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Malaria Consortium calls for more data on malaria and Ebola co-infection

25 May 2021
Malaria Consortium calls for more data on malaria and Ebola co-infection

Pioneering secondary research by Malaria Consortium published in PLOS ONE explores the immune response and health outcomes of a simultaneous infection with malaria and the Ebola virus. Researchers found that more studies and analyses are needed to establish how malaria and Ebola infections interact, so as to optimise control and case management in the future.

Malaria Consortium researchers were the first to synthesise available information by systematically reviewing peer-reviewed papers with primary data to establish the overall effect on disease outcomes from Ebola and malaria co-infection. This review demonstrated that existing literature was inconclusive with studies varying widely and not adjusting to confounding variables.

"The higher incidence of Ebola outbreaks in recent years along with the current roll-out of the Ebola vaccine in countries with high malaria prevalence means understanding how these two infections interact is vital to optimise case management,” explains Hannah Edwards, lead author of the research. “At a wider level, understanding how malaria and different viral infections interact is more and more relevant as viral outbreaks and pandemics pose an increasing threat to the region."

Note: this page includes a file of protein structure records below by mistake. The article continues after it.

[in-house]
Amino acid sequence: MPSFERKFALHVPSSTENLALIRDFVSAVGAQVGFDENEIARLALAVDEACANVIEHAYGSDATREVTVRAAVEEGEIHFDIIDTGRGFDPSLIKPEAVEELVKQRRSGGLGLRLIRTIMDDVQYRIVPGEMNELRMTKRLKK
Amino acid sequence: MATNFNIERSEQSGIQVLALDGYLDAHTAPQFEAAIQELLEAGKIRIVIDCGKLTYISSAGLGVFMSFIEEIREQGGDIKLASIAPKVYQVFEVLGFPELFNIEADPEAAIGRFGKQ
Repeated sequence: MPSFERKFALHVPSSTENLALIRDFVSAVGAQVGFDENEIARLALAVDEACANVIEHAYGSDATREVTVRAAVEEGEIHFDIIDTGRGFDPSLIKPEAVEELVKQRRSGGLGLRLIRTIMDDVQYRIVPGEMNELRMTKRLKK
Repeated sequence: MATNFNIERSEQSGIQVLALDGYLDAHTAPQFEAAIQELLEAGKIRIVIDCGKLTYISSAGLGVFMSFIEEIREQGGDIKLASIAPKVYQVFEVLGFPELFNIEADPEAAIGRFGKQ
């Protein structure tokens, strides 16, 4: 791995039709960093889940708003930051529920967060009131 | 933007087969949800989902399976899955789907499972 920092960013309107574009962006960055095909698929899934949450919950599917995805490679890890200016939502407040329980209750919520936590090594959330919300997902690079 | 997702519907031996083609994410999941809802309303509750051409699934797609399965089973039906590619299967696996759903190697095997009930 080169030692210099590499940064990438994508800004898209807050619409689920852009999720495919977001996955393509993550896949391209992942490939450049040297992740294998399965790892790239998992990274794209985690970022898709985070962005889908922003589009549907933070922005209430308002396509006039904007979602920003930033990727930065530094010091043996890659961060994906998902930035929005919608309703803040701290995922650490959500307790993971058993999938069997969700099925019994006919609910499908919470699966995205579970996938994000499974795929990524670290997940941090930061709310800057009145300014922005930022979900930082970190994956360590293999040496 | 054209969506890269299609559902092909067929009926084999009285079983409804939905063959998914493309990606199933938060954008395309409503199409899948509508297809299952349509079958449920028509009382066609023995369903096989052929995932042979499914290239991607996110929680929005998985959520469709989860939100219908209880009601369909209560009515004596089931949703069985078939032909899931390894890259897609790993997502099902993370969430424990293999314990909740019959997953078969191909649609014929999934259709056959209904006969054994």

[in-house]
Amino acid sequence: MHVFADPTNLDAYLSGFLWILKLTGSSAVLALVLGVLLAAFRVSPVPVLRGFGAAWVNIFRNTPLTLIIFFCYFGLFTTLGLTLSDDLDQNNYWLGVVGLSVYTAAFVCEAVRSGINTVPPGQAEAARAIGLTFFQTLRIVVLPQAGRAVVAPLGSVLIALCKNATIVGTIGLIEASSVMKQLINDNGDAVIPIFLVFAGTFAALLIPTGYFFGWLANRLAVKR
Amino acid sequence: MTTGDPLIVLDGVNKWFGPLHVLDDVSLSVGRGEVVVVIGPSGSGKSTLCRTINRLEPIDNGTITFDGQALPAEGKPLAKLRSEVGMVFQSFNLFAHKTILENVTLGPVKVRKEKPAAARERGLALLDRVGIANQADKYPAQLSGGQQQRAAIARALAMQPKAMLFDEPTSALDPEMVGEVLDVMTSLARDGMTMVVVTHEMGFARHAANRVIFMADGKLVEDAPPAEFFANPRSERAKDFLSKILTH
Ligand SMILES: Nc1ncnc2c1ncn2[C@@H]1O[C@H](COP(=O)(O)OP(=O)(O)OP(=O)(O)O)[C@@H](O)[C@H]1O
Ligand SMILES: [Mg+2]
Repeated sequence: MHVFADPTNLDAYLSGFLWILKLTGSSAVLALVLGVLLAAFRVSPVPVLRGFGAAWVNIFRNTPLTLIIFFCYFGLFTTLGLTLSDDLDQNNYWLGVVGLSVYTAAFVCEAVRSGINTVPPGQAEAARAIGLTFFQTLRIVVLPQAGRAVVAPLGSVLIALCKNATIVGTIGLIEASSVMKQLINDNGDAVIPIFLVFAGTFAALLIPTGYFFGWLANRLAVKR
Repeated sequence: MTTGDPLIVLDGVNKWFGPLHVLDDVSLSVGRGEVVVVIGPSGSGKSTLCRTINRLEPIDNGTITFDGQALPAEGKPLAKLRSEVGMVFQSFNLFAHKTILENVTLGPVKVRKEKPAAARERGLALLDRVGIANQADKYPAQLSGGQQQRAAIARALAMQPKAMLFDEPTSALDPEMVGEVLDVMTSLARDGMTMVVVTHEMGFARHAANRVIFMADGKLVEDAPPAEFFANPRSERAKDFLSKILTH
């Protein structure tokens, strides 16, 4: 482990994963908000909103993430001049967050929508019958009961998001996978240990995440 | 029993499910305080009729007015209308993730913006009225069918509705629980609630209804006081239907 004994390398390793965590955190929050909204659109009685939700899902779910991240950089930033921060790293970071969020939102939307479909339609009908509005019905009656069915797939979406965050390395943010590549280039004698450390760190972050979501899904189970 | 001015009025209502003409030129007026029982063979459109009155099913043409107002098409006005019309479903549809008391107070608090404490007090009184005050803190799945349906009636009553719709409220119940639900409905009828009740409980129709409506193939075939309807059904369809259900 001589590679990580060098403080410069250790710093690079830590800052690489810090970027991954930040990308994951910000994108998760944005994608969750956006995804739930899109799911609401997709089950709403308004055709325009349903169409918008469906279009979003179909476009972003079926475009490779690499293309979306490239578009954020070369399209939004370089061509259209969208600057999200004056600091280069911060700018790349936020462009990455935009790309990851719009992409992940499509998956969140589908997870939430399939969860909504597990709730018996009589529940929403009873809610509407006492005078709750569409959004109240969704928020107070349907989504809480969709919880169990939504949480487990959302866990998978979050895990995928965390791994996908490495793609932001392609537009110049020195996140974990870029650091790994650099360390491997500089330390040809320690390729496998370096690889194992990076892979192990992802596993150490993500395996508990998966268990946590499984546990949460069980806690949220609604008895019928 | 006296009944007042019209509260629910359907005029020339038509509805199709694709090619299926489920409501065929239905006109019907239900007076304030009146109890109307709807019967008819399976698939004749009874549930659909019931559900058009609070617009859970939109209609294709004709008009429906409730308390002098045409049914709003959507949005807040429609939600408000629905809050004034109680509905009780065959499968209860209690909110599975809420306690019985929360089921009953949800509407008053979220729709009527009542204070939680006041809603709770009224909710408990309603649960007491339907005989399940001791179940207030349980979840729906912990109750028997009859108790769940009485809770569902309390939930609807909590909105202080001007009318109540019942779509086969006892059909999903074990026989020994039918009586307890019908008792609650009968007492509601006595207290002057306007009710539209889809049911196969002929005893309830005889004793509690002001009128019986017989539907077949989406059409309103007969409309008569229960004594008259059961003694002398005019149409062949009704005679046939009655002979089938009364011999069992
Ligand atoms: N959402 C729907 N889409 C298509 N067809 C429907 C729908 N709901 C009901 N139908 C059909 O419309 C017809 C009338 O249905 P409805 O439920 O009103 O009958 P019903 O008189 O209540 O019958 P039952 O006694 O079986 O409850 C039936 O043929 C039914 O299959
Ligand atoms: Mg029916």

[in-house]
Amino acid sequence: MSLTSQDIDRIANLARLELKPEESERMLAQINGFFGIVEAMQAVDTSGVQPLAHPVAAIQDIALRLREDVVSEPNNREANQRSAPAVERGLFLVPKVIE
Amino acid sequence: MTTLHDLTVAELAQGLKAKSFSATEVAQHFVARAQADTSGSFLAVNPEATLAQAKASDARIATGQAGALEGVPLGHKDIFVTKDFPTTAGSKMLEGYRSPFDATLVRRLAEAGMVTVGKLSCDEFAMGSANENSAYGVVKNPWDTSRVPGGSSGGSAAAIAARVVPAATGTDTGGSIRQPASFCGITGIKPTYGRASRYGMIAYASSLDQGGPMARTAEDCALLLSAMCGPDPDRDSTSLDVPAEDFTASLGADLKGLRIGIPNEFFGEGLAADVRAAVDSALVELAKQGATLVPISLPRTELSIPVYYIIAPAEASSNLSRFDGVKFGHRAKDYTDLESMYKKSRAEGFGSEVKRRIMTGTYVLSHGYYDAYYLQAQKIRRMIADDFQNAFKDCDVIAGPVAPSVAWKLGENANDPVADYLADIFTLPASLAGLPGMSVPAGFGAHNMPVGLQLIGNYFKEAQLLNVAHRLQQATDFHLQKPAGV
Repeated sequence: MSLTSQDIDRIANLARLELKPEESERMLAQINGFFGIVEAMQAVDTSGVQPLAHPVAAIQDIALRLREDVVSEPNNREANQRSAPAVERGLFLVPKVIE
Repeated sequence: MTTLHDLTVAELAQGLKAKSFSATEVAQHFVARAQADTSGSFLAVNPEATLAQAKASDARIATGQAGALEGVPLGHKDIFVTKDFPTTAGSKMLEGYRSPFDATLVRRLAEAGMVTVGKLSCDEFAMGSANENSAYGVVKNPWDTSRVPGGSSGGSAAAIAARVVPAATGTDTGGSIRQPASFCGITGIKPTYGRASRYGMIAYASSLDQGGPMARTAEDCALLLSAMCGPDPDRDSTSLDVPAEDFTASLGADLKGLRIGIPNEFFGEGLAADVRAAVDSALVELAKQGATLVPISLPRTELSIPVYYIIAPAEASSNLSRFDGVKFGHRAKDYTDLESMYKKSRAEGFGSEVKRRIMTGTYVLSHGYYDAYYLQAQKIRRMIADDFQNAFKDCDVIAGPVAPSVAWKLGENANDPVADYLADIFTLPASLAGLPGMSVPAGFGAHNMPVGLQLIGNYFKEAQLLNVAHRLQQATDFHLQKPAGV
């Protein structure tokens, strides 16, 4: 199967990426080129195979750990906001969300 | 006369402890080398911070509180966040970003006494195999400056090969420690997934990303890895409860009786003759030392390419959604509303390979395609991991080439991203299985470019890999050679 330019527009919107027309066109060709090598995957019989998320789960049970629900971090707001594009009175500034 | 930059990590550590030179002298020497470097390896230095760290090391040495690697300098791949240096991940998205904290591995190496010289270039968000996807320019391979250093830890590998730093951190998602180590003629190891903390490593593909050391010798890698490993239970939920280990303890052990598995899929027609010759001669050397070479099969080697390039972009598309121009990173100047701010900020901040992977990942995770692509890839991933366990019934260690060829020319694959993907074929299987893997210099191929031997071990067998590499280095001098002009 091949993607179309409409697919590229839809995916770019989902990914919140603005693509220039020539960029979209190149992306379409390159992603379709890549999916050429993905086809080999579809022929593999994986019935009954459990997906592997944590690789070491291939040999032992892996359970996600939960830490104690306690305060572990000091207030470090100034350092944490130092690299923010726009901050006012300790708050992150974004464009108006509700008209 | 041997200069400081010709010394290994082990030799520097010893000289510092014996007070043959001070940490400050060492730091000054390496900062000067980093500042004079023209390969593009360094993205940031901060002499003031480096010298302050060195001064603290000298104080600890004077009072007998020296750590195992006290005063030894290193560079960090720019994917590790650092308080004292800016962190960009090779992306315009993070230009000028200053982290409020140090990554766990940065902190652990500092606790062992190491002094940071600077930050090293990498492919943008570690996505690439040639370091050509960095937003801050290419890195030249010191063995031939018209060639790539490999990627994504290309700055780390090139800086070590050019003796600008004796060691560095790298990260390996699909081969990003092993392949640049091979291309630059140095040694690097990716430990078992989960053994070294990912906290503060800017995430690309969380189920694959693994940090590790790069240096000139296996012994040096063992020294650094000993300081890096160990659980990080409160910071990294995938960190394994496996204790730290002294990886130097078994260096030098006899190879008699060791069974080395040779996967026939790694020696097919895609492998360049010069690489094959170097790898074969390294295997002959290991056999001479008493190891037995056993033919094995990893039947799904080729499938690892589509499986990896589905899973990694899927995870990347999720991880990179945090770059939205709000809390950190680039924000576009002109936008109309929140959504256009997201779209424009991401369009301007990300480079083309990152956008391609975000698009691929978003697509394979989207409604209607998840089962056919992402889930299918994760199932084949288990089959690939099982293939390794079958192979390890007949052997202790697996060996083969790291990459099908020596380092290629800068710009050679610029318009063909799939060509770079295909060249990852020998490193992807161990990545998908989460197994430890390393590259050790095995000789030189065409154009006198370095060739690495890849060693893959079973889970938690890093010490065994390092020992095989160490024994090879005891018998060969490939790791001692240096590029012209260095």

The research suggests that more laboratory studies are needed to answer how pathogens interact within the body and recommend an improvement in data collection, analysis and in diagnostic methods to support patient studies. There has been an increasing threat of Ebola viral outbreaks in recent years but little is known about how co-morbidities, such as a malaria infection, affect Ebola immune response and disease outcomes. Co-infections may alter immune responses and the expected course of infection, morbidity and mortality, and might require a different approach to case management among individuals.

Viral Ebola outbreaks present a particular challenge in countries in sub-Saharan Africa where there is already a high incidence of other infectious diseases, including malaria, which can alter immune responses to secondary infection. Understanding how malaria and Ebola virus interact is important for future disease outbreaks and responsive, effective interventions.


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